By selecting various functions provided on action panel 202, iMR 201 may preferably initiate a stream of data to iMCS 200. Therefore, unlike the process in FIG. 1, the multimedia environment established between server 100 and client 103 is two-way and interactive. Using this interactive gateway established between iMR 201 and iMCS 200, a user at client 103 may preferably build a personal playlist on server 100 to be played by iMCS 200. Moreover, a user may preferably stop or pause the stream, change or select specific resources, add media to in-progress streams, and the like. Each interaction may then preferably also be experienced by all of the subscribing clients. In this manner, personal playlists may preferably be built on-demand by client 103 at server 100 and then broadcast to each subscribing client.
It should be noted that the iMAE that is established between iMCS 200 and iMR 201 is made possible by a programming model that exists within each one. The programming model on the server-side provides a method of specifying the resource and the duration of how long to play that resource and/or when to start within that media resource. Considering a media resource as merely a time-based resource (i.e., it starts at zero seconds and it has a specified duration), a developer may preferably provide to play a given media segment starting at 10 seconds and continuing for another 10 seconds. In this manner, using the server-side programming model, a developer may preferably issue multiple commands to create or edit a media stream (e.g., play media X for 10 seconds followed by media Y for one hour, and then switch to a live feed after playing media Y). Thus, a server-side interface is provided that makes the playlist editing and/or creation simple.
In addition to providing control and access to server-side developers, the client-side programming model provides methods to the client that are communicated to and executed by the server. Therefore, a user, through the client-side application program interface (API) may also preferably issue the scripts or commands that are executable by the server to play media X for 10 seconds followed by media Y for one hour, and then switch to a live feed after playing media Y in the same way as the server-side developer.
FIG. 3 is a block diagram illustrating an additional embodiment of an iMAE configured according to the teachings herein. Server 100 includes iMCS 200 which may broadcast streaming media over Internet 101. Clients 103, 300-302 each preferably include an iMR, such as iMR 201. Clients 103, 300-302 may each subscribe to the streaming media and display the media to the users. In operation, the user at client 103 may preferably wish to add a media segment to the media stream at server 100. Using the client-side API, the user may add a media segment from database 303 to the playlist at iMCS 200 on server 100. The user could stop or pause the broadcast of the media to add the media segment or may simply append the segment to the end of the playlist on iMCS 200 or may place the media where ever in the playlist that he or she, would like. Subscribing clients 300-302 would then preferably view the added media segment when iMCS 200 broadcasts the media segment on to the media stream.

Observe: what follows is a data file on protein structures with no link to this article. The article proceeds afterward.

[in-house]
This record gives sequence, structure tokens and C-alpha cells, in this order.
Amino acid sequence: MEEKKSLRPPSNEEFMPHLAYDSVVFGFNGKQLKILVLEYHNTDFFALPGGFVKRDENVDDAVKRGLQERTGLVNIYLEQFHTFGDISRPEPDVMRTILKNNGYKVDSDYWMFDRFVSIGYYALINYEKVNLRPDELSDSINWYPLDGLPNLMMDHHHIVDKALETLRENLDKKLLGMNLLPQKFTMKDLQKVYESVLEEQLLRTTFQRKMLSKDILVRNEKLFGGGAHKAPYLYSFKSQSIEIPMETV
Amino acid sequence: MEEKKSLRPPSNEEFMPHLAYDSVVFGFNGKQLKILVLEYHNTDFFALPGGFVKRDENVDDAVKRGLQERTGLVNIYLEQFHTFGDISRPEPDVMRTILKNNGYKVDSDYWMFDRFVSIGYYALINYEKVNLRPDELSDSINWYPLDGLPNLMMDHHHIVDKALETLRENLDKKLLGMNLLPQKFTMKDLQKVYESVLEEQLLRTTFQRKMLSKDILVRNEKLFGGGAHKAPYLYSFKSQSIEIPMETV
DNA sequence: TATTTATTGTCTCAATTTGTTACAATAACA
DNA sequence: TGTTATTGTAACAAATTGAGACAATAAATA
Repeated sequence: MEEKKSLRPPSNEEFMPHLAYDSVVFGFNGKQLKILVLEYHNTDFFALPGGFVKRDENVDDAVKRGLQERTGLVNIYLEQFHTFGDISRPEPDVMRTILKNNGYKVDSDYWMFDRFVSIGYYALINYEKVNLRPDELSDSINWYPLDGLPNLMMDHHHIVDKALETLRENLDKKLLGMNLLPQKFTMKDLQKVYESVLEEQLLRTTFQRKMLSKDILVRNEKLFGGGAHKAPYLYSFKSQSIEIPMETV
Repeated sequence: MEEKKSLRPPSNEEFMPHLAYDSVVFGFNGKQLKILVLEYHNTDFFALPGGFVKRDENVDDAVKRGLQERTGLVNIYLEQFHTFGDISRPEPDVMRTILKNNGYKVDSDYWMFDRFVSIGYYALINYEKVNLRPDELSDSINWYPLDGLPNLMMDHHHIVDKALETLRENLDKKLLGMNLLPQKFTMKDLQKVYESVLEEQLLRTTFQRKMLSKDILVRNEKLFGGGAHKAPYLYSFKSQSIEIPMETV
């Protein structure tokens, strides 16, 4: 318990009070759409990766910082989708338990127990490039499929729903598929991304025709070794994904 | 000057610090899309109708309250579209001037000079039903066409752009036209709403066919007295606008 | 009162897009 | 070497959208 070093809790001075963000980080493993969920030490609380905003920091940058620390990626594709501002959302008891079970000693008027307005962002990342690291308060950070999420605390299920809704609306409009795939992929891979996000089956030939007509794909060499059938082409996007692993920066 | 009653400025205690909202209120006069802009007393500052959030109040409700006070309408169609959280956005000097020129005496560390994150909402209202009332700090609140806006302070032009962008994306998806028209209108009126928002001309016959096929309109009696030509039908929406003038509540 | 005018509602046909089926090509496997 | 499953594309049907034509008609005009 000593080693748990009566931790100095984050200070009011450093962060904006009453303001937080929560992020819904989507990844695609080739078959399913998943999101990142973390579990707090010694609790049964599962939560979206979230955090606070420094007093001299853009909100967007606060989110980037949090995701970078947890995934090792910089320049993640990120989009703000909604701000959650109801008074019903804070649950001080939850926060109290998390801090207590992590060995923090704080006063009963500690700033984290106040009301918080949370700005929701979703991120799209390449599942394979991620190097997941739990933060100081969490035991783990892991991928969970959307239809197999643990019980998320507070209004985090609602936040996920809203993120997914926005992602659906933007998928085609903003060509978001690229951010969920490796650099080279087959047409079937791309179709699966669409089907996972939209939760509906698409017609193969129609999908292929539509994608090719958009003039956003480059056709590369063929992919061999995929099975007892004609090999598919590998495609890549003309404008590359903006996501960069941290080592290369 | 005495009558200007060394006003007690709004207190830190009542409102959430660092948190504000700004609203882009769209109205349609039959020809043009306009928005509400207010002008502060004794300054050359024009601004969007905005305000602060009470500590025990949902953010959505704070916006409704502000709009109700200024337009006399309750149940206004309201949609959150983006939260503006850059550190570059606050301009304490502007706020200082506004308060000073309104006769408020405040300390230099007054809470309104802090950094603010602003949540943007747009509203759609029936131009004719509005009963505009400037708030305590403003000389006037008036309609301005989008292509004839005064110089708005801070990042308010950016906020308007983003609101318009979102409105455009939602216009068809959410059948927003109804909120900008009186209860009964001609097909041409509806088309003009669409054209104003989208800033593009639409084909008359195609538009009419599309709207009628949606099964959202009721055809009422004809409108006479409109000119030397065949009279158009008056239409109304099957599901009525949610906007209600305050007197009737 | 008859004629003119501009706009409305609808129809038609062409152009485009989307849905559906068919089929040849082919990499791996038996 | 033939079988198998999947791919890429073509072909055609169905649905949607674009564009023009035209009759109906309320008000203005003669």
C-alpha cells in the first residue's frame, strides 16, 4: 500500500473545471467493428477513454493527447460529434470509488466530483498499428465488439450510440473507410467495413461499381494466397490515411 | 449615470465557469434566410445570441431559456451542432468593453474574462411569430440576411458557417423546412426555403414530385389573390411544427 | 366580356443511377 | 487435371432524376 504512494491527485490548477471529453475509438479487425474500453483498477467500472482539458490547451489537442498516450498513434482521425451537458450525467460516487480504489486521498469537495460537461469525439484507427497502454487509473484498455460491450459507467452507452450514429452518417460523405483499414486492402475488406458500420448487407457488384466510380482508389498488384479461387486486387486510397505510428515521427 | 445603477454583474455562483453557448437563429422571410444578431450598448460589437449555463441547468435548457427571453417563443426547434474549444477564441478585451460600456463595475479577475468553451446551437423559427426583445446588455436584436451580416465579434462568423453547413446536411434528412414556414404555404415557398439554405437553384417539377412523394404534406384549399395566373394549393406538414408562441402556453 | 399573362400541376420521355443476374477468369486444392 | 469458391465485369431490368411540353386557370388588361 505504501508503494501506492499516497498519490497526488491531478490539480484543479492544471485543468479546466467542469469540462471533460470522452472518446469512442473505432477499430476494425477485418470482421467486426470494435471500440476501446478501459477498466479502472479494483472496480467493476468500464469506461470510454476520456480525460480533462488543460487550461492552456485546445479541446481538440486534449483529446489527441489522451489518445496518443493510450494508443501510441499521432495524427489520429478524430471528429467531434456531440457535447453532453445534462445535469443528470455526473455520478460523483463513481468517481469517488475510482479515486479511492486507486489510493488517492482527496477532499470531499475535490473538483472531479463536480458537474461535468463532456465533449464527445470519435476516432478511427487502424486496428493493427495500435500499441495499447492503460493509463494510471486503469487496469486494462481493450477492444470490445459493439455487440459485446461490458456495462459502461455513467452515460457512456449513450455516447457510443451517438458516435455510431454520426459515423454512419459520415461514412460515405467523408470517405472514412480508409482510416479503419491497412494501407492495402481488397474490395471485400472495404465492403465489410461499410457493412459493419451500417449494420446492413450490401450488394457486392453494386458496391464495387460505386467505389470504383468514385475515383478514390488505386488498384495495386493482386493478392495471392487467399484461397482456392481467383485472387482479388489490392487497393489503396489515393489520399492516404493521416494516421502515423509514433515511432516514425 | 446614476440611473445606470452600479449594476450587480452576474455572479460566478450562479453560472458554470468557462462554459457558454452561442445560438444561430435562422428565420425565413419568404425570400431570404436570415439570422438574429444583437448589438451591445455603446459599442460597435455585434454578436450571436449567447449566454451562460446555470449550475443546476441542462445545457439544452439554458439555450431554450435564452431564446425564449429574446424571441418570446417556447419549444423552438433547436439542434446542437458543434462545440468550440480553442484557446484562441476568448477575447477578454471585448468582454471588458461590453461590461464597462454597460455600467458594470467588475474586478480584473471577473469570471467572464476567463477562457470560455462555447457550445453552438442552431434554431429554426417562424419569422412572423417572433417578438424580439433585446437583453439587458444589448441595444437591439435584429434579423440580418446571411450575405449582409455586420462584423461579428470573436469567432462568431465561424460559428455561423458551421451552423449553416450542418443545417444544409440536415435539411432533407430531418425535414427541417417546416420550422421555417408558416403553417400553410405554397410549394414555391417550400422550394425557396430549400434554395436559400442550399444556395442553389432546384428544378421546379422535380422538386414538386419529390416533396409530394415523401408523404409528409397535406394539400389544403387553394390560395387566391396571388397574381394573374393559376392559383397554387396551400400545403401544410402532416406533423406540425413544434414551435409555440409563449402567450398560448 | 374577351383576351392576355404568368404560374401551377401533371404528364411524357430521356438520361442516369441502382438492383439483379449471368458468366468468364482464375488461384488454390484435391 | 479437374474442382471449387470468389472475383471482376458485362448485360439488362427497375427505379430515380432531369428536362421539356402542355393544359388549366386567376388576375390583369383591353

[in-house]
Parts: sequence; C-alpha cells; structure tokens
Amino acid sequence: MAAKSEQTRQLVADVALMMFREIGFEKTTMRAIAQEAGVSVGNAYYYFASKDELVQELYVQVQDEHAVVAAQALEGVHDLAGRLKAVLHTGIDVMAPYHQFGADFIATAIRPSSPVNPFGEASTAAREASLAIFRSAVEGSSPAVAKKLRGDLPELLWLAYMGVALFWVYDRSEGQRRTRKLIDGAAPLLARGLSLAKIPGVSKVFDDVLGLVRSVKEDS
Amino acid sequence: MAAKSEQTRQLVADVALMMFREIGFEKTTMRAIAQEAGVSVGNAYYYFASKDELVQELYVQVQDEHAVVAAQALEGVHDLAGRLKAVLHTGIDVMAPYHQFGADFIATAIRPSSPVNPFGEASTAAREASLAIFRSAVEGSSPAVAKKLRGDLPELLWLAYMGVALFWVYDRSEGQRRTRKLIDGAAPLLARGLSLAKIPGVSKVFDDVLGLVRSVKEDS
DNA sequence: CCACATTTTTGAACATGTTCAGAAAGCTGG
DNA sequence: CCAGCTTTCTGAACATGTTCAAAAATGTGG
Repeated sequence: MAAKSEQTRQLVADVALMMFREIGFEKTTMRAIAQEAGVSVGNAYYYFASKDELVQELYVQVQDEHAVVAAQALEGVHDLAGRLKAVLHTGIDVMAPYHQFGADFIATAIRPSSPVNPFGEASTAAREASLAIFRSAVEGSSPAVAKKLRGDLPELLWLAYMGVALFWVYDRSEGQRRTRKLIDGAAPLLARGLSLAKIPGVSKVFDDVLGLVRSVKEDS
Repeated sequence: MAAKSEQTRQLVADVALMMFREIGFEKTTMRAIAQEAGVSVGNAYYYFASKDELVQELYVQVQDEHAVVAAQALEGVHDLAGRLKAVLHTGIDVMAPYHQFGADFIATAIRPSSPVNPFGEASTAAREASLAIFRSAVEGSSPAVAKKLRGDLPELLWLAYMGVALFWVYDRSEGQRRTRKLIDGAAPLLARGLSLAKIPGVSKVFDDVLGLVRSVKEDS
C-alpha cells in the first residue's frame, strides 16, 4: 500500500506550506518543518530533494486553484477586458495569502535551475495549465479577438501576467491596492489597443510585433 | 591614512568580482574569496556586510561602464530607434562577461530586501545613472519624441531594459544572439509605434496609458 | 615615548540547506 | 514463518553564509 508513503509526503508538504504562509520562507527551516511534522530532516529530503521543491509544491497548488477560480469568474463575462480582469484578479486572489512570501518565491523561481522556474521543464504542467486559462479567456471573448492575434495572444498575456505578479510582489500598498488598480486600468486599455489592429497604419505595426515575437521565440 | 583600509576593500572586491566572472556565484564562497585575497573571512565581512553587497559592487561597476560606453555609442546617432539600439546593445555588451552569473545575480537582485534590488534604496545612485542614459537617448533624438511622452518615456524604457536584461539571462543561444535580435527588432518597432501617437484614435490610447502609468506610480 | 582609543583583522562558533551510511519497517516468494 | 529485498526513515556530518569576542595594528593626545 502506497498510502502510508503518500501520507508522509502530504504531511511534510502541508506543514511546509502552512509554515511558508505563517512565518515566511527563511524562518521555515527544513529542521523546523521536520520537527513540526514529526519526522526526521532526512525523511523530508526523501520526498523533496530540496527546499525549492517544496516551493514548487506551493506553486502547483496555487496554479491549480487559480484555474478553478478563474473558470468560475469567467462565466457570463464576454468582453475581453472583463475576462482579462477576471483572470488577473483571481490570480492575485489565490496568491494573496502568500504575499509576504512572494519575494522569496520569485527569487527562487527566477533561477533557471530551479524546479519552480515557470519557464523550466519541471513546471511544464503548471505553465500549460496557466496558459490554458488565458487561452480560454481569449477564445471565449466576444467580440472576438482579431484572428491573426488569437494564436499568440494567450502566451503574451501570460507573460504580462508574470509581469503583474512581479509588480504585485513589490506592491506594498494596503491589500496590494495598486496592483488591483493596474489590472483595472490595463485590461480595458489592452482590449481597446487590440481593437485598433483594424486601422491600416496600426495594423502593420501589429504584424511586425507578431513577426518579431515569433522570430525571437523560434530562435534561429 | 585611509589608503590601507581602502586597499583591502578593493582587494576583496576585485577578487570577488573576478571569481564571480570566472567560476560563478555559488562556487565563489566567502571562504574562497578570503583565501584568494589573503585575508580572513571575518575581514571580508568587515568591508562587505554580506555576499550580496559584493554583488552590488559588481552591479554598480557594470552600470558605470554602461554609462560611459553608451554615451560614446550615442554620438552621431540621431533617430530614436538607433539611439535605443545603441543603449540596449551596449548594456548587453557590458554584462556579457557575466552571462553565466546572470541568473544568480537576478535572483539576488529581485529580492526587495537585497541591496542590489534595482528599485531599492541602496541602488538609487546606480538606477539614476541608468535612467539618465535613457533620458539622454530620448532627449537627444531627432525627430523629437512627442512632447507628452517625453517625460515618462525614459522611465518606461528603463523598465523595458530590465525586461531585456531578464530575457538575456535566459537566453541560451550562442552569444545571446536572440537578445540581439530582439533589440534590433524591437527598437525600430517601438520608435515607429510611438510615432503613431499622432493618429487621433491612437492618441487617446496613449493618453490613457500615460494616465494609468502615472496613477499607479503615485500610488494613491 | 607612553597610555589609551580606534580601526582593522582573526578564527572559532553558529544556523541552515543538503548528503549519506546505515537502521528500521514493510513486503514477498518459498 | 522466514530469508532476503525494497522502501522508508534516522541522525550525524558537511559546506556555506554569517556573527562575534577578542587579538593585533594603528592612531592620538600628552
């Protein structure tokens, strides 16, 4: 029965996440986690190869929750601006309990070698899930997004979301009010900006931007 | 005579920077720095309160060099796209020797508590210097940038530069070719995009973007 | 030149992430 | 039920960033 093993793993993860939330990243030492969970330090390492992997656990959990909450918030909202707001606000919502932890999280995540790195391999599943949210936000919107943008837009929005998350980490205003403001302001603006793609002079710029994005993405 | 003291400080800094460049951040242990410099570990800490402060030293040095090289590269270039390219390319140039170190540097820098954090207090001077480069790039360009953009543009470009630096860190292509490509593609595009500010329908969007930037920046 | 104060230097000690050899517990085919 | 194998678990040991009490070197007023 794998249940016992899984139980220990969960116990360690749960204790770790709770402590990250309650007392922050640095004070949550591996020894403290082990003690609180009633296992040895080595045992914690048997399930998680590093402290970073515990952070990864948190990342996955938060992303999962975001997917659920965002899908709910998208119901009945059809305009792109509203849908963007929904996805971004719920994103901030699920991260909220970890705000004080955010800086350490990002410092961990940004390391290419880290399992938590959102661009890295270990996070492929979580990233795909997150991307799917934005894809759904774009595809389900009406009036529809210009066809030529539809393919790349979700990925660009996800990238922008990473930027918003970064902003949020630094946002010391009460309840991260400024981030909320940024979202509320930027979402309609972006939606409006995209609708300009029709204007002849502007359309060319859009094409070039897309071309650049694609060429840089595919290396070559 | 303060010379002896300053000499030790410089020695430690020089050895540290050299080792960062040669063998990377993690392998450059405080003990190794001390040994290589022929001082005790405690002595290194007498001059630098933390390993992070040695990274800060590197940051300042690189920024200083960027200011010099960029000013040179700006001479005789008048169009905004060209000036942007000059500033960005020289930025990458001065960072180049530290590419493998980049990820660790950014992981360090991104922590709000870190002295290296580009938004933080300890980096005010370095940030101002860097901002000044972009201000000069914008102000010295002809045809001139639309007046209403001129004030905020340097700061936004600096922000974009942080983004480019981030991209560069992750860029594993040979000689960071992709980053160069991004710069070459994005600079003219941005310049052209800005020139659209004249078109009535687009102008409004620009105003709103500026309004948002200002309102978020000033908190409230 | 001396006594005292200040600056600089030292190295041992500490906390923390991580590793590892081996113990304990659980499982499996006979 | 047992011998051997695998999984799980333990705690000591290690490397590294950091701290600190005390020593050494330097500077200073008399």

FIG. 4 is a block diagram illustrating an additional embodiment of an iMAE with multiple resources configured according to the teachings herein. In operation, the iMAE may be leveraged to edit, splice, and broadcast from live and pre-recorded media segments with subscribing clients perceiving only a single, uninterrupted media stream. For example, a distance learning application may be managed to broadcast a mix of different streaming media segments to subscribing clients. The moderator at client 103 running iMR 400, such as MACROMEDIA'S FLASH™ PLAYER 6 along with its programming model ACTIONSCRIPT™ in the interactive multimedia development environment; MACROMEDIA FLASH MX™, may preferably instruct iMCS 401, such as MACROMEDIA'S FLASH COMMUNICATION SERVER™ to broadcast a video segment from camera resource 402 over Internet 101. Clients 405-407 may preferably subscribe to the streaming media to “attend” the seminar. At predetermined points, iMR 400 at client 103 may preferably instruct iMCS 401 to stop playing the video from camera resource 402 and signal iMR 400 to run or show a pre-saved MACROMEDIA FLASH™, MICROSOFT POWERPOINT™, or similar type of file, that may contain relevant slides or charts, stored in database 303 or in a memory local to each of subscribing clients 405-407. Once the MACROMEDIA FLASH™ or POWERPOINT™ file segment has been played, iMR 400 at client 103 may preferably instruct iMCS 401 to resume playing video from camera resource 402. However, even though iMCS 401 switches media types and media segments, and pre-recorded and live content are mixed and added after beginning the stream, clients 405-407 preferably perceive only a single, contiguous media stream.
IMR 400 at client 103 may also instruct iMCS 401 to stop playing video from camera source 402 to play a multimedia datastream from electronic whiteboard 404. The instructor in the video may desire to write up certain formulae in real time for viewing by each subscribing client. Because the media stream at iMCS 401 now broadcasts the datastream from electronic whiteboard 404, each of clients 405-407 may preferably view the live writing in real-time. This operation illustrates the ability of iMR 400 and iMCS 401 to interleave live and recorded content and to do so “on-the-fly,” when the originating stream has already begun.